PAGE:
We went with a medium-rare "22 oz T-Bone Mr. Buffett’s favorite succulent bone-in steak," the Dinner Caesar Salad, and Asparagus - the Missus and I planned to do the ol' switcheroo, exchanging salad and steak every few bites. The steak was rare, the salad was solid, and the asparagi stingy. The service could be summed up by my conversation with the bartender, when I asked if they had a pilsner, she replied "I don't drink beer, so I don't know."
After thinking about the soulless Rueben, the undercooked T-Bone, and the tardy McMuffin, I started to understand why Orsi's Italian Bakery & Pizzeria might just actually be the #1 Restaurant in Omaha.
Back to the Wicked Rabbit for you can't go home again after dinner drink. The place was slammed and the bartender looked like a one-legged man in a cocktail-shaking competition. It made me realize this place may be best for a pre-dinner drink, as you know what they say in Chicago . . .
Departed Omaha in the middle of an apocalyptic snowstorm, a fitting way to say goodbye.
On the way back out of town, an overnight in Nebraska City was called for at the location where the Morton's salt guy founded Arbor Day back in 1872. Lied Lodge was subsequently built in 1993 as a sylvan cathedral, to inspire people to plant, nurture, and celebrate trees (and to house snowbound travelers who possibly should not have departed Omaha in the middle of an apocalyptic snowstorm).
Where would Buffett stay? I think he would avoid the most expensive hotel in Omaha, so The Farnam, Autograph Collection at $250/night+ tax, was most definitely out.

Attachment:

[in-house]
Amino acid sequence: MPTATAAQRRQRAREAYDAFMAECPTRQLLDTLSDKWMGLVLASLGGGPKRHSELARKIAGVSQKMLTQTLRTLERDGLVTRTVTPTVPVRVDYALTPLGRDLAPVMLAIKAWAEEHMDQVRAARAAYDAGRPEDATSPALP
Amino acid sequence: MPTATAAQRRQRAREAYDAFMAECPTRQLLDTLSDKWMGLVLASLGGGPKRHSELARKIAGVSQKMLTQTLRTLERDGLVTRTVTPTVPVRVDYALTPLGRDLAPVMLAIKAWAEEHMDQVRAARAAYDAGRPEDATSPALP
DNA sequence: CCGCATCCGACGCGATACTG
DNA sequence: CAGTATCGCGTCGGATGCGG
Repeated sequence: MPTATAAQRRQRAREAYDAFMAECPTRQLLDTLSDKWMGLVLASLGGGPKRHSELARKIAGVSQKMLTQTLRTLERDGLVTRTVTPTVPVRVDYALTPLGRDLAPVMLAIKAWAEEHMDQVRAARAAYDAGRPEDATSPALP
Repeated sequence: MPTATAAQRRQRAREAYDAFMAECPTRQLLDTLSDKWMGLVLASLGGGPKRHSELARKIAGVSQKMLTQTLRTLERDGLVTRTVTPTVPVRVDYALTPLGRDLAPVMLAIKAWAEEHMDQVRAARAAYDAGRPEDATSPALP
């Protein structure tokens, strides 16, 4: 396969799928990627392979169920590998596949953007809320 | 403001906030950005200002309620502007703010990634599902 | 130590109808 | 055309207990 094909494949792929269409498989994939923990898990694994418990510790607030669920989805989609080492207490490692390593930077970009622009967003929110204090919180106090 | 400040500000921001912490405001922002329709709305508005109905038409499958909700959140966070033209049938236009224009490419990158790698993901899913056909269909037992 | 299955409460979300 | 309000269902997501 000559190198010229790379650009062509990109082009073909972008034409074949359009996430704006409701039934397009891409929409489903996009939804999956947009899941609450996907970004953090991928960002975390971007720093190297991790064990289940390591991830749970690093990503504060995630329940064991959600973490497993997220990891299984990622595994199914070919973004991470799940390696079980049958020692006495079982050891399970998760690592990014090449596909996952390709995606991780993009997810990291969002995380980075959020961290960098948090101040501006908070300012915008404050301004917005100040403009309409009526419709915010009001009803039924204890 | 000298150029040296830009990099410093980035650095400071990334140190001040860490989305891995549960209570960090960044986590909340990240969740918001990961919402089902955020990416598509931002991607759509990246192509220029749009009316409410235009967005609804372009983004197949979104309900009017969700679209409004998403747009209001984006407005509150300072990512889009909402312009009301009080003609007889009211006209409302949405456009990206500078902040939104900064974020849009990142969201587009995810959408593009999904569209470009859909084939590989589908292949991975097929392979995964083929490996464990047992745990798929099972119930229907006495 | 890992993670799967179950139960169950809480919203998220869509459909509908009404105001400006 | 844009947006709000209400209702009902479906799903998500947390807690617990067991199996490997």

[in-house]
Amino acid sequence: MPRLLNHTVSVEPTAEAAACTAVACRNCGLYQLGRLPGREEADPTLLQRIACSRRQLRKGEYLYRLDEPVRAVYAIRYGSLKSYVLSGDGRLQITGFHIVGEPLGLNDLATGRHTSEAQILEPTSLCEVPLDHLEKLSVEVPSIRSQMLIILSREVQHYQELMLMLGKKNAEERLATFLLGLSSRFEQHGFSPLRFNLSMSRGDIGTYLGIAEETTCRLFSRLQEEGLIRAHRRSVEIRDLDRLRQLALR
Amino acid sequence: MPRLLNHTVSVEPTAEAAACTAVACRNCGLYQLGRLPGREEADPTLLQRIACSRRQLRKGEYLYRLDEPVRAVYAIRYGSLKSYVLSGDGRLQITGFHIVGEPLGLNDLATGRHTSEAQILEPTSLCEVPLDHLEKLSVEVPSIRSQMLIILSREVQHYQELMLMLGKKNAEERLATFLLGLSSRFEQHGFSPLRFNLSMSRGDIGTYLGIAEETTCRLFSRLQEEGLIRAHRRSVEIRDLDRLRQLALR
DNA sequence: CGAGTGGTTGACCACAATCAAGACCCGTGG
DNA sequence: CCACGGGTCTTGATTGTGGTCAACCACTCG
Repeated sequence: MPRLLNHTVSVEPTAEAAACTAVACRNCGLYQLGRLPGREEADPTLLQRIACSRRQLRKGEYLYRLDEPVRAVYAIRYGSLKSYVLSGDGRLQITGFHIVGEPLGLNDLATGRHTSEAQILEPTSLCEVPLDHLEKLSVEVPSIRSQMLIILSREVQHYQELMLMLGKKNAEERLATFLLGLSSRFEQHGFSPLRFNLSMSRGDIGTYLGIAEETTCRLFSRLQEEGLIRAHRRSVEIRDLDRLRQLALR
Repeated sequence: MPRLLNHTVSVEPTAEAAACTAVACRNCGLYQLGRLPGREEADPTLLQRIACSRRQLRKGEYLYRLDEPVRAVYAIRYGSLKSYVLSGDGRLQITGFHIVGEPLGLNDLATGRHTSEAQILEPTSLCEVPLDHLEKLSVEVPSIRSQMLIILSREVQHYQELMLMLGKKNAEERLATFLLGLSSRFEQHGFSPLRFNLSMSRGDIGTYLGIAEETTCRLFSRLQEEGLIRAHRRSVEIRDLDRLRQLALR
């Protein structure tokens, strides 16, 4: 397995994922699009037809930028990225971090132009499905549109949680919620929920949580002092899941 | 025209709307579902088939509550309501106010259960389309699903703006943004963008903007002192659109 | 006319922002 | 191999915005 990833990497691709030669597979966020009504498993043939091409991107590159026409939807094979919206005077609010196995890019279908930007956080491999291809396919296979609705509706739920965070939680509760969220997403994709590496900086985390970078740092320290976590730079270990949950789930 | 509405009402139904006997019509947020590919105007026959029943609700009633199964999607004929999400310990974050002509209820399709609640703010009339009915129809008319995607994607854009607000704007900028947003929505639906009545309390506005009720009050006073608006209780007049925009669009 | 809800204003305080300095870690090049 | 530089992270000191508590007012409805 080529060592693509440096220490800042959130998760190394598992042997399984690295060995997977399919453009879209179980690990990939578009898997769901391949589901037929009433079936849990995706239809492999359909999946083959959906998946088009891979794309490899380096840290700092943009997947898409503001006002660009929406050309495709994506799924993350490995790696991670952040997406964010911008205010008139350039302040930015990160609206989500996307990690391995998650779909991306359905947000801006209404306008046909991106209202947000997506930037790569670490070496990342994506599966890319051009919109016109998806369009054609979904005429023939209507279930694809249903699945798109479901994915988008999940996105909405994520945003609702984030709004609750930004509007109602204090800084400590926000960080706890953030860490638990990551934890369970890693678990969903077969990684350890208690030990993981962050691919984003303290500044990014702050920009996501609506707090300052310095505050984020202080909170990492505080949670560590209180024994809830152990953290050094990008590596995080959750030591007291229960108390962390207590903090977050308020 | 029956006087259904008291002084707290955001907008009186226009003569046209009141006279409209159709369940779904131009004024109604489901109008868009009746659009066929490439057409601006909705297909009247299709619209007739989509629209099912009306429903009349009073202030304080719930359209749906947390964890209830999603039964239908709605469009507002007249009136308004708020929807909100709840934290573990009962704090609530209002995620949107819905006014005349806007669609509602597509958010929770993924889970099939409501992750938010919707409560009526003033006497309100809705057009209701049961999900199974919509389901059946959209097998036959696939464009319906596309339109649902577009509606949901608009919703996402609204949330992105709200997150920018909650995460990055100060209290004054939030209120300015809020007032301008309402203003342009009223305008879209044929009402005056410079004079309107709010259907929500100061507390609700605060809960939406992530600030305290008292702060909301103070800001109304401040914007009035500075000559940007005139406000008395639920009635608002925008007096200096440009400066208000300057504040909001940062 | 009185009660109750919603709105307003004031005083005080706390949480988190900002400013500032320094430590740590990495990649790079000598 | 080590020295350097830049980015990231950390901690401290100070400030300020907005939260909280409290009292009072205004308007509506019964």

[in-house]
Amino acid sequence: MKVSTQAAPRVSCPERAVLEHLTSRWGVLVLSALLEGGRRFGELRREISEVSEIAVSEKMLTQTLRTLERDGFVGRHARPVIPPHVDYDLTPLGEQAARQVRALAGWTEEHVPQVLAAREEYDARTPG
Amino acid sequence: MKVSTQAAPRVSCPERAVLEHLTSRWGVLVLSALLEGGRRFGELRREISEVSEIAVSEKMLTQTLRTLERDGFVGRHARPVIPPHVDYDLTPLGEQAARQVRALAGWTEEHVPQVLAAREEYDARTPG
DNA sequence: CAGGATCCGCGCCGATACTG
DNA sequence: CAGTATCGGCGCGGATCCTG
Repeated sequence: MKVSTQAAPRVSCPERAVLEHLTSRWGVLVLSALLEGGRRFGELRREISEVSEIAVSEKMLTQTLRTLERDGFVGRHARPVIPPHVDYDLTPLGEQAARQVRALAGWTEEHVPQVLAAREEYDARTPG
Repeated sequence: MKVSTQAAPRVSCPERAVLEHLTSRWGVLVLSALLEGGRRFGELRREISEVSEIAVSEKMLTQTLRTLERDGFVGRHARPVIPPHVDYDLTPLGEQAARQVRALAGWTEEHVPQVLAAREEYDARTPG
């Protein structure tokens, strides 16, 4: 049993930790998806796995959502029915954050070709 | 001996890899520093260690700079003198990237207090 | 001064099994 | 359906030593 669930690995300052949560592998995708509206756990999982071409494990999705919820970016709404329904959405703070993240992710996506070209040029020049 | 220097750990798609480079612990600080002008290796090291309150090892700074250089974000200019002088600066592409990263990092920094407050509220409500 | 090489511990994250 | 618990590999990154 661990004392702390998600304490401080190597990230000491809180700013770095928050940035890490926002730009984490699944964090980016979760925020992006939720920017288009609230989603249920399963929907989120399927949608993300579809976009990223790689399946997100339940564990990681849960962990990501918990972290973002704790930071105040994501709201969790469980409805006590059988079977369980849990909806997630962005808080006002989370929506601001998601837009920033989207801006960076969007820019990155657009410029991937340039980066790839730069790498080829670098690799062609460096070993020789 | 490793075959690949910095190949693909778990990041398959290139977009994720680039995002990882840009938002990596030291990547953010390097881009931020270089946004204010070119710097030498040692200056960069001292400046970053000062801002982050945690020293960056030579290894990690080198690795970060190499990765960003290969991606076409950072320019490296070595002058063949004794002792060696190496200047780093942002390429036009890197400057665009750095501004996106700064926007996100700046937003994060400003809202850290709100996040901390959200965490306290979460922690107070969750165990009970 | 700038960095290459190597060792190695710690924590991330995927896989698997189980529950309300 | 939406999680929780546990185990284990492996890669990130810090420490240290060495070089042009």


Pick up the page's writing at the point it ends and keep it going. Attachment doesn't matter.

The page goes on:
I decided to go with the Hotel Deco. It was one of those hotels that has a great downtown location, with acceptable rates. And with an 8.0 rating, I knew that it would be acceptable to everyone involved.
I used booking.com to book a fully cancelable room for $111/night + tax, then over the next two weeks canceled and rebooked twice until victory was achieved at $87/night + tax. The room (#914) was a real gem, a very large suite with a desk for blogging this very blog, great views, TCM, and just when you think it can't get any better . . . a defined yoga space.
The hotel offered valet parking at $25/night, which seemed a little steep, though there was an adjacent lot at $10/day. The hotel mentioned that street parking (9am-9pm) is metered, though "if you forget to pay the penalty is only $10 if paid within 48 hours." I decided to go with the plentiful street parking and forgot to pay each and every day. Never saw a parking enforcement agent or a parking ticket.
Not sure if I learned anything on this pecuniary quest, though I did confirm that the McDonalds breakfast experience leaves a lot to be desired (in both substance and service).
Buffett has devoted his entire life to making money. A lifetime spent analyzing annual reports, trade magazines, and Moody's reports, basically living and breathing money. And I also realized I just may not have it in me to match these efforts. So I think I'm going to stick with index funds . . . and Dunkin.
Endnotes: I wanted to provide some very specific details that while vaguely interesting did not contribute to the overall narrative. Perhaps just wait until the end to read.
¹ Dec 20, 2019, was the day I added my twine and set the record for the Largest Ball of Sisal Twine in the World. I remember it well as I felt much like Lou Gehrig must have on Aug 17, 1933, the day he broke the longest consecutive games-played streak, then held by Everett Scott. I knew the record I just set was a powerful reminder of a man's ability to face repeated obstacles such as broken bones, lumbago (whatever that is), and being knocked unconscious, but still persevere and set a new world record. I also knew that this record may be broken someday (or the next day), but that just setting it, in and of itself was an honorable accomplishment. An accomplishment that brought distinction to me and more importantly my family.
² Alice Schroeder, The Snowball: Warren Buffett and the Business of Life (New York: Bantam Books / September 2008), pg. 75